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20 Oct 2023


It’s called a challenge for a reason! As the Sunday start line draws closer for competitors in the 2023 Bridgestone World Solar Challenge, some teams were still working to get their cars to Darwin! They will join the final few frantically working to get their cars through the Prohelion Static Scrutineering stage. Teams must pass all static scrutineering stations to prove they are ready to take to the track at Hidden Valley for the dynamic ‘hot laps’.

Teams of event scrutineers, BWSC alumni, scientists, and technical advisors have worked almost around the clock at the Darwin Convention Centre to ensure this diverse field, with many new teams, meet all the regulations before their electric solar cars can be declared fit for the start line.

All top guns from both classes are now through this critical phase, along with most of the field.

In the Projecta Challenger Class, Australia’s Team Arrow who were waiting on a tick for lighting, is confident it will be cleared to move to dynamic, UITM Eco Photon Solar Racing Team from Malaysia are working on mechanical issues and SOLO team from South Korea are also re-presenting. China’s CSIRO Cruiser Class entrant, Sun Shuttle is also representing and confident they will move to the next stage.

Working through delays to solar car arrivals – teams from Hong Kong, (VTC), Italy, (FuturoSolare), Romania (TUCN), Saudi Arabia, (Estidamah), India, (AgniRath), and Turkey (SAITEM) are in various stages of the scrutineering process doing their best to get to the start.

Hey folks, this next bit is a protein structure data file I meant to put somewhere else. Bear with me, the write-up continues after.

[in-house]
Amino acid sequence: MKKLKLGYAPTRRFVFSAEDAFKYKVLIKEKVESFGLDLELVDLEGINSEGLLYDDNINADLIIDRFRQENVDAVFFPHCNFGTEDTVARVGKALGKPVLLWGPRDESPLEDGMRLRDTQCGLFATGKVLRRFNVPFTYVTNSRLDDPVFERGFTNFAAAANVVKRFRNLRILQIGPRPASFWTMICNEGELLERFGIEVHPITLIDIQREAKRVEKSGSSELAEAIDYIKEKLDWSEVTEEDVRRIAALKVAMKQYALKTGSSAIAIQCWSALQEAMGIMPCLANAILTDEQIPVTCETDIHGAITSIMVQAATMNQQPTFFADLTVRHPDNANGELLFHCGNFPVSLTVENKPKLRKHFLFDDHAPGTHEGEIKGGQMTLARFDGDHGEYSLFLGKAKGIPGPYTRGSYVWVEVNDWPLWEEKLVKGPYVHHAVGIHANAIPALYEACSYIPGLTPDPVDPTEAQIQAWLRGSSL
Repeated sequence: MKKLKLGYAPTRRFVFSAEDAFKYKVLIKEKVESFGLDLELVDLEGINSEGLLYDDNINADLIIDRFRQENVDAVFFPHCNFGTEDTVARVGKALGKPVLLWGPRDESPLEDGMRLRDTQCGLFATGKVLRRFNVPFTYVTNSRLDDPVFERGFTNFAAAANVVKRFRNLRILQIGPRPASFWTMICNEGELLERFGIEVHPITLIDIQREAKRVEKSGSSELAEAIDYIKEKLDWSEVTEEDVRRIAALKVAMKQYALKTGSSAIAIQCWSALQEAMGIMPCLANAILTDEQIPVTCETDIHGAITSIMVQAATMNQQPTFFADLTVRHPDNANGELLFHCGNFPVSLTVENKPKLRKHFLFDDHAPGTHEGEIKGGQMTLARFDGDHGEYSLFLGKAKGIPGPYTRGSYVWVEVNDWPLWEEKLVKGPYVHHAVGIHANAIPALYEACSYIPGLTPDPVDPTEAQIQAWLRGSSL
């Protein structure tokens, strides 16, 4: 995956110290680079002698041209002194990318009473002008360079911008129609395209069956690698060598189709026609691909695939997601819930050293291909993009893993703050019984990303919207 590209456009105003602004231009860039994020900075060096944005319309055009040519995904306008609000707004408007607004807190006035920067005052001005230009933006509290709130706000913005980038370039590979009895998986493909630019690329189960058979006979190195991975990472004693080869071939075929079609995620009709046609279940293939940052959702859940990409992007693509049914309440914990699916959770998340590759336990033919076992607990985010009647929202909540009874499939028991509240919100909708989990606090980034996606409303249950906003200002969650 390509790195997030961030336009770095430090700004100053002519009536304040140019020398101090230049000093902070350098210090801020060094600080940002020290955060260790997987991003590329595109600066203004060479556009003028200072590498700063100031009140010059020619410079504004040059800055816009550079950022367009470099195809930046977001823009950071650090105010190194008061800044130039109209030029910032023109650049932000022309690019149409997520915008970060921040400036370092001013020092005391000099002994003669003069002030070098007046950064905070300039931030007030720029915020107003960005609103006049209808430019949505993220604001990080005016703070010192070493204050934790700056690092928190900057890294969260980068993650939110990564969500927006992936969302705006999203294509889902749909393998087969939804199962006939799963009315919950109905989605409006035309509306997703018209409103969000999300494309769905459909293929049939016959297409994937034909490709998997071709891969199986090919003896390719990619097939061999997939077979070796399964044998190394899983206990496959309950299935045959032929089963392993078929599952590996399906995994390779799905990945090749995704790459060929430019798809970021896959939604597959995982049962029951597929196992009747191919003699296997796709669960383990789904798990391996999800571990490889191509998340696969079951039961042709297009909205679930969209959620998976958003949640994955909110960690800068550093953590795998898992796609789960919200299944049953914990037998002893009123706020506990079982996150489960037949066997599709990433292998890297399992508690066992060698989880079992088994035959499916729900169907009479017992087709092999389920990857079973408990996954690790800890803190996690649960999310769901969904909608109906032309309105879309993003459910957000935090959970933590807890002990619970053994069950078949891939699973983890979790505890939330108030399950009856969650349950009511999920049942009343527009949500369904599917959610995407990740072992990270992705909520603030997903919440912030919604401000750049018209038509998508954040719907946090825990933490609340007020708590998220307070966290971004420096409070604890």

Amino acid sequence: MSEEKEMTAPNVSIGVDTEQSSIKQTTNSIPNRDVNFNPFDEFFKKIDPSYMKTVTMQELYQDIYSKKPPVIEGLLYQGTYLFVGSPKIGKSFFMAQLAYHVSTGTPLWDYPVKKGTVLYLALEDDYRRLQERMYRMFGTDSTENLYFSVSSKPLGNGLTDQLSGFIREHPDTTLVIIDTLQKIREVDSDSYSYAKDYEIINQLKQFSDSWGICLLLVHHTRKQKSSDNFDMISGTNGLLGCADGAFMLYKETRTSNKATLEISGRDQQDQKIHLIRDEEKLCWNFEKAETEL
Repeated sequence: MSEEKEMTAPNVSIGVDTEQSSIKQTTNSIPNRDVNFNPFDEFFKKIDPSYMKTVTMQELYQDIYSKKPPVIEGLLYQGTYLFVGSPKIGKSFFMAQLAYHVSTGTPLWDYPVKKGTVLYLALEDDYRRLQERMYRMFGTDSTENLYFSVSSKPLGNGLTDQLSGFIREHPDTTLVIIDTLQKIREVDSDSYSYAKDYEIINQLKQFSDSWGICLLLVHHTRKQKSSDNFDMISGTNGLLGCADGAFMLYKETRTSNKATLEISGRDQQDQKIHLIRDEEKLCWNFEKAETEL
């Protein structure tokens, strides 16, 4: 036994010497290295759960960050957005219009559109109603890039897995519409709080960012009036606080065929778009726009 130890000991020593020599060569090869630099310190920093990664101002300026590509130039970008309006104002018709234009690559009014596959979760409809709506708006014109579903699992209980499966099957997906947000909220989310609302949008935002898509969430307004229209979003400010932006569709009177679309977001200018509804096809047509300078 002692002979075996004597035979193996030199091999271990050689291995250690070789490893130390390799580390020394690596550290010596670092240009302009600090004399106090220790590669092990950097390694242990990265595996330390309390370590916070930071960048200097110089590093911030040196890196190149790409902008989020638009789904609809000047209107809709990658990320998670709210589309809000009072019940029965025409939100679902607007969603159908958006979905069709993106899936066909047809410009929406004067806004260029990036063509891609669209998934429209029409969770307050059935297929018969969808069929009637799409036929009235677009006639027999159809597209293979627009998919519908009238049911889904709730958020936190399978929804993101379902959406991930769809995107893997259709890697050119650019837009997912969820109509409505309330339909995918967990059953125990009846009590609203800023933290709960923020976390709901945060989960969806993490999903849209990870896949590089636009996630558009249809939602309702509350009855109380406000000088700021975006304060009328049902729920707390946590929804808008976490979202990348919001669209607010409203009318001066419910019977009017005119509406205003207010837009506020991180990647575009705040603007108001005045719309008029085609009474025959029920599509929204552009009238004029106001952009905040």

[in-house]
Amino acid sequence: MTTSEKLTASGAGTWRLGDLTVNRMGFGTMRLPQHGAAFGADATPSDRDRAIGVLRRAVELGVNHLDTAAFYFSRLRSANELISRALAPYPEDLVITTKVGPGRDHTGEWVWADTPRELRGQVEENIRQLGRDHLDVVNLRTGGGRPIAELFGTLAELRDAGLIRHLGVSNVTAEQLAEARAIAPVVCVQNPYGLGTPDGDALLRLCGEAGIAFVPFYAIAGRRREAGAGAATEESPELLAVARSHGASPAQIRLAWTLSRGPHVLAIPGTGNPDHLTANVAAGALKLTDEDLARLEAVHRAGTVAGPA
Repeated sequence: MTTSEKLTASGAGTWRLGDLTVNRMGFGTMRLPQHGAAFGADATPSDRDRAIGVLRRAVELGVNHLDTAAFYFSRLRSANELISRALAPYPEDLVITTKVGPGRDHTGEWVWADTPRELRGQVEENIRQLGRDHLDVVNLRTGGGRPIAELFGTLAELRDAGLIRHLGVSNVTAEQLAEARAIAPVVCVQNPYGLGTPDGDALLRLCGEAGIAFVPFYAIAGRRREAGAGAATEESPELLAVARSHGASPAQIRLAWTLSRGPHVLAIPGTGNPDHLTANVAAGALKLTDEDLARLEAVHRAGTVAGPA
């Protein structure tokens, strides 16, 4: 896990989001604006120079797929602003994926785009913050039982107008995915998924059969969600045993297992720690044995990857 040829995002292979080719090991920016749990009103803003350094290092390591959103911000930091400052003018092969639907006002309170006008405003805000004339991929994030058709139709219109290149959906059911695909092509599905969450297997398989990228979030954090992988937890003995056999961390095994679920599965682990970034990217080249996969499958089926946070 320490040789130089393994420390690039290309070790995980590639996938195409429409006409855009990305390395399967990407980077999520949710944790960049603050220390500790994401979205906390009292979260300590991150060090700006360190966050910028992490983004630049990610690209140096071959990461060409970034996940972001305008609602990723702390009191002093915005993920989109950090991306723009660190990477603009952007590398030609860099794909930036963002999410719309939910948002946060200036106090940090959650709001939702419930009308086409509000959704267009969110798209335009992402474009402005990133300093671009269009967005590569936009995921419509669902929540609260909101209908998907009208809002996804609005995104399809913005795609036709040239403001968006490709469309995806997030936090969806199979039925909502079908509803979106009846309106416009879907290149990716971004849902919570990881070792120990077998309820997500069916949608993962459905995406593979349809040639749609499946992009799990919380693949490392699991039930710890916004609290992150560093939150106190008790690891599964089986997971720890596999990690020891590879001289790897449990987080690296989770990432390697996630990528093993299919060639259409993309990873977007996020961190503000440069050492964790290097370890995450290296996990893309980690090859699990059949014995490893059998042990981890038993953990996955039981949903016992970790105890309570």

Event Director, Chris Selwood AM, said the 2023 Scrutineering needs to be rigorous, as this is not only a world event, Australia has some of the highest road safety regulations in the world.

‘Getting to the start line is complex. There’s logistics, customs, quarantine, weather – so many elements that can add to the challenge of getting to Darwin,’ Mr. Selwood said.

‘Then there’s new to market technology – some being seen for the first time in this event. Our goal is to bring to light this new tech making sure this innovation goes hand in hand with safety.

‘Teams must pass this crucial stage in the Event as compliance ensures they are able to receive a ‘conditional’ road registration for their solar vehicles to be allowed to compete. Safety is paramount and teams who don’t pass first time around have several opportunities to re-present. The BWSC team is working extremely hard to see all competitors take to the start line in State Square on Sunday 22 October,’ he said.

The focus will now turn to Hidden Valley tomorrow to see who will post the fastest time earning them the privilege of leading the BWSC 23 field out of Darwin.